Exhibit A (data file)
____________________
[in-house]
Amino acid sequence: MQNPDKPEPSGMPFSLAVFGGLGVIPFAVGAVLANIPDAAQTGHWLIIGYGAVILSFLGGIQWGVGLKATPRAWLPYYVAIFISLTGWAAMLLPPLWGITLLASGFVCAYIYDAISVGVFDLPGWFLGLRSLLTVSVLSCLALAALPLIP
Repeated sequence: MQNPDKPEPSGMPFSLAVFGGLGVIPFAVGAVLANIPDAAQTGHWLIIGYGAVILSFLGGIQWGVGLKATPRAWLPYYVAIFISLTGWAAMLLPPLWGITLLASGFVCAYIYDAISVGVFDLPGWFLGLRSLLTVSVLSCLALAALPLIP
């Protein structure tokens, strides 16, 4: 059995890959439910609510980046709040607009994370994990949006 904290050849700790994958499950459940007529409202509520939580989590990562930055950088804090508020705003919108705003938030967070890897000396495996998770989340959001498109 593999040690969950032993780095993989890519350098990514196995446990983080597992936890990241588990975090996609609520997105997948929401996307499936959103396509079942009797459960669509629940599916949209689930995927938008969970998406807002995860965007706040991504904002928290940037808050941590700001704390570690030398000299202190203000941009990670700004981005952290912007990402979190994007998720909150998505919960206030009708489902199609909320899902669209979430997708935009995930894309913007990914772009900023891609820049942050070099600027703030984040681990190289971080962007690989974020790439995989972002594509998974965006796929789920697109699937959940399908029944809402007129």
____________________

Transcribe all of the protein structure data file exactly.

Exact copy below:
[in-house]
Amino acid sequence: MQNPDKPEPSGMPFSLAVFGGLGVIPFAVGAVLANIPDAAQTGHWLIIGYGAVILSFLGGIQWGVGLKATPRAWLPYYVAIFISLTGWAAMLLPPLWGITLLASGFVCAYIYDAISVGVFDLPGWFLGLRSLLTVSVLSCLALAALPLIP
Repeated sequence: MQNPDKPEPSGMPFSLAVFGGLGVIPFAVGAVLANIPDAAQTGHWLIIGYGAVILSFLGGIQWGVGLKATPRAWLPYYVAIFISLTGWAAMLLPPLWGITLLASGFVCAYIYDAISVGVFDLPGWFLGLRSLLTVSVLSCLALAALPLIP
């Protein structure tokens, strides 16, 4: 059995890959439910609510980046709040607009994370994990949006 904290050849700790994958499950459940007529409202509520939580989590990562930055950088804090508020705003919108705003938030967070890897000396495996998770989340959001498109 593999040690969950032993780095993989890519350098990514196995446990983080597992936890990241588990975090996609609520997105997948929401996307499936959103396509079942009797459960669509629940599916949209689930995927938008969970998406807002995860965007706040991504904002928290940037808050941590700001704390570690030398000299202190203000941009990670700004981005952290912007990402979190994007998720909150998505919960206030009708489902199609909320899902669209979430997708935009995930894309913007990914772009900023891609820049942050070099600027703030984040681990190289971080962007690989974020790439995989972002594509998974965006796929789920697109699937959940399908029944809402007129």